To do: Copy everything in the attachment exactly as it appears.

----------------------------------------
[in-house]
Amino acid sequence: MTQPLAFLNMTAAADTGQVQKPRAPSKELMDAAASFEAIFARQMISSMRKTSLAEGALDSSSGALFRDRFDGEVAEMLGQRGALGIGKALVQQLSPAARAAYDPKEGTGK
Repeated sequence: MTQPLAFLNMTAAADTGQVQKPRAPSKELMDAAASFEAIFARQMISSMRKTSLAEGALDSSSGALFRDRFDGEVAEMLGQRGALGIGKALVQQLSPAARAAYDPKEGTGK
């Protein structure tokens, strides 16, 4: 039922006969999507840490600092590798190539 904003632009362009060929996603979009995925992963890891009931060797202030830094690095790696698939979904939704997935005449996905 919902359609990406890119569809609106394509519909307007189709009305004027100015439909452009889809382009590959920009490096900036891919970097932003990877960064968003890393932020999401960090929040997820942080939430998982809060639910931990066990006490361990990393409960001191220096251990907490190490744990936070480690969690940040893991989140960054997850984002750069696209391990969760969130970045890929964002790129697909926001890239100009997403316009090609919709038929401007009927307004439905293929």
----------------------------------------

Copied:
[in-house]
Amino acid sequence: MTQPLAFLNMTAAADTGQVQKPRAPSKELMDAAASFEAIFARQMISSMRKTSLAEGALDSSSGALFRDRFDGEVAEMLGQRGALGIGKALVQQLSPAARAAYDPKEGTGK
Repeated sequence: MTQPLAFLNMTAAADTGQVQKPRAPSKELMDAAASFEAIFARQMISSMRKTSLAEGALDSSSGALFRDRFDGEVAEMLGQRGALGIGKALVQQLSPAARAAYDPKEGTGK
């Protein structure tokens, strides 16, 4: 039922006969999507840490600092590798190539 904003632009362009060929996603979009995925992963890891009931060797202030830094690095790696698939979904939704997935005449996905 919902359609990406890119569809609106394509519909307007189709009305004027100015439909452009889809382009590959920009490096900036891919970097932003990877960064968003890393932020999401960090929040997820942080939430998982809060639910931990066990006490361990990393409960001191220096251990907490190490744990936070480690969690940040893991989140960054997850984002750069696209391990969760969130970045890929964002790129697909926001890239100009997403316009090609919709038929401007009927307004439905293929």